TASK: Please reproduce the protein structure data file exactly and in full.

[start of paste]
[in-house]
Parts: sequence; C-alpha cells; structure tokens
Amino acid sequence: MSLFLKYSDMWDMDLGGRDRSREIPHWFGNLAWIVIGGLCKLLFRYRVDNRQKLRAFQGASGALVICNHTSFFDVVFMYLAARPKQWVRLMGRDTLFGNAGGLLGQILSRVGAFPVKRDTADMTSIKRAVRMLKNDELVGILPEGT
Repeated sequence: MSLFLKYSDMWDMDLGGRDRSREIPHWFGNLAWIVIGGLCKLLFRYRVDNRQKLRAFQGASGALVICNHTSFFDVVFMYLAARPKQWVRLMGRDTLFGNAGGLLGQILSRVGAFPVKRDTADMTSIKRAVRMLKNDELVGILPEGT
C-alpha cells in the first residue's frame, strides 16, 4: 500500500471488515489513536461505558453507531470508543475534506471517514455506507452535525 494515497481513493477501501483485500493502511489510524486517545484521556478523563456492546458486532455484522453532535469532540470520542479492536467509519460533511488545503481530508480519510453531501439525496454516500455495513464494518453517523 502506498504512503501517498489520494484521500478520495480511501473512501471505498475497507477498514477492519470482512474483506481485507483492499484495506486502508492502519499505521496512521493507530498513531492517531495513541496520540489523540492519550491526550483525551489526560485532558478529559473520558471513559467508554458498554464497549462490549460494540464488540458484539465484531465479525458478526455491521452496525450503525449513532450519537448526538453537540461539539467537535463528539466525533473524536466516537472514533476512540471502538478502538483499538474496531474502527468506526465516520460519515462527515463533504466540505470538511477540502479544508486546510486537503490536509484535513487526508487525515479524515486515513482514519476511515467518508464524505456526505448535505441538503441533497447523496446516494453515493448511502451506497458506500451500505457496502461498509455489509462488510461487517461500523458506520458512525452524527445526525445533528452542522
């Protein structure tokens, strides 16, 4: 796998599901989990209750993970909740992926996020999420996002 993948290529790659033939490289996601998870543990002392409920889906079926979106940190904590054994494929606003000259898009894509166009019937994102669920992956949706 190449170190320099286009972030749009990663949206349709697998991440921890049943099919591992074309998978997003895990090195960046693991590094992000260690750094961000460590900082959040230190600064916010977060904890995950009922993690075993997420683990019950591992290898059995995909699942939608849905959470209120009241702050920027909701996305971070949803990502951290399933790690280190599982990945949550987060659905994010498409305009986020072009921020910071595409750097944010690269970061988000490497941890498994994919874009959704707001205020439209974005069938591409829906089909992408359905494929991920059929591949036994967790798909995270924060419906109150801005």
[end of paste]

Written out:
[in-house]
Parts: sequence; C-alpha cells; structure tokens
Amino acid sequence: MSLFLKYSDMWDMDLGGRDRSREIPHWFGNLAWIVIGGLCKLLFRYRVDNRQKLRAFQGASGALVICNHTSFFDVVFMYLAARPKQWVRLMGRDTLFGNAGGLLGQILSRVGAFPVKRDTADMTSIKRAVRMLKNDELVGILPEGT
Repeated sequence: MSLFLKYSDMWDMDLGGRDRSREIPHWFGNLAWIVIGGLCKLLFRYRVDNRQKLRAFQGASGALVICNHTSFFDVVFMYLAARPKQWVRLMGRDTLFGNAGGLLGQILSRVGAFPVKRDTADMTSIKRAVRMLKNDELVGILPEGT
C-alpha cells in the first residue's frame, strides 16, 4: 500500500471488515489513536461505558453507531470508543475534506471517514455506507452535525 494515497481513493477501501483485500493502511489510524486517545484521556478523563456492546458486532455484522453532535469532540470520542479492536467509519460533511488545503481530508480519510453531501439525496454516500455495513464494518453517523 502506498504512503501517498489520494484521500478520495480511501473512501471505498475497507477498514477492519470482512474483506481485507483492499484495506486502508492502519499505521496512521493507530498513531492517531495513541496520540489523540492519550491526550483525551489526560485532558478529559473520558471513559467508554458498554464497549462490549460494540464488540458484539465484531465479525458478526455491521452496525450503525449513532450519537448526538453537540461539539467537535463528539466525533473524536466516537472514533476512540471502538478502538483499538474496531474502527468506526465516520460519515462527515463533504466540505470538511477540502479544508486546510486537503490536509484535513487526508487525515479524515486515513482514519476511515467518508464524505456526505448535505441538503441533497447523496446516494453515493448511502451506497458506500451500505457496502461498509455489509462488510461487517461500523458506520458512525452524527445526525445533528452542522
């Protein structure tokens, strides 16, 4: 796998599901989990209750993970909740992926996020999420996002 993948290529790659033939490289996601998870543990002392409920889906079926979106940190904590054994494929606003000259898009894509166009019937994102669920992956949706 190449170190320099286009972030749009990663949206349709697998991440921890049943099919591992074309998978997003895990090195960046693991590094992000260690750094961000460590900082959040230190600064916010977060904890995950009922993690075993997420683990019950591992290898059995995909699942939608849905959470209120009241702050920027909701996305971070949803990502951290399933790690280190599982990945949550987060659905994010498409305009986020072009921020910071595409750097944010690269970061988000490497941890498994994919874009959704707001205020439209974005069938591409829906089909992408359905494929991920059929591949036994967790798909995270924060419906109150801005």